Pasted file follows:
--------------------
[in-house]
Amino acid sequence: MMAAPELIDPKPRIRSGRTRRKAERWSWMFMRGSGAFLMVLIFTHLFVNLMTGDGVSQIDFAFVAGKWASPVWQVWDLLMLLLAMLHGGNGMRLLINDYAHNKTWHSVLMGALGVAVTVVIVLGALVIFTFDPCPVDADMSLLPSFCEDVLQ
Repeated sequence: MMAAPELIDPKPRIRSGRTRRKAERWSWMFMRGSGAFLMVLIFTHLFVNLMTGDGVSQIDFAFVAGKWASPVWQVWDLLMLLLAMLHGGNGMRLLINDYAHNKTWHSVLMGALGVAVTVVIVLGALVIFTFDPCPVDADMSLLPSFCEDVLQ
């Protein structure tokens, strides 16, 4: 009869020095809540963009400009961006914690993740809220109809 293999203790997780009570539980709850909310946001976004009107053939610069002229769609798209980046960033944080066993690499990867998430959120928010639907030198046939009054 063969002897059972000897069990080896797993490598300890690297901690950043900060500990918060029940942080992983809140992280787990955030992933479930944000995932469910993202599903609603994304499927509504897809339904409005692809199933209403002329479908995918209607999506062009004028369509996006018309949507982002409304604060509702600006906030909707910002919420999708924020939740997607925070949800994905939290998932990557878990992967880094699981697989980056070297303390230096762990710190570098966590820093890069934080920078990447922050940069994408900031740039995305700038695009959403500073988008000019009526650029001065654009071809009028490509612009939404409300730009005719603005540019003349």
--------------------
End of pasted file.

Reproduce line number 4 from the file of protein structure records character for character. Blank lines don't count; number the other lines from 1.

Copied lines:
């Protein structure tokens, strides 16, 4: 009869020095809540963009400009961006914690993740809220109809 293999203790997780009570539980709850909310946001976004009107053939610069002229769609798209980046960033944080066993690499990867998430959120928010639907030198046939009054 063969002897059972000897069990080896797993490598300890690297901690950043900060500990918060029940942080992983809140992280787990955030992933479930944000995932469910993202599903609603994304499927509504897809339904409005692809199933209403002329479908995918209607999506062009004028369509996006018309949507982002409304604060509702600006906030909707910002919420999708924020939740997607925070949800994905939290998932990557878990992967880094699981697989980056070297303390230096762990710190570098966590820093890069934080920078990447922050940069994408900031740039995305700038695009959403500073988008000019009526650029001065654009071809009028490509612009939404409300730009005719603005540019003349």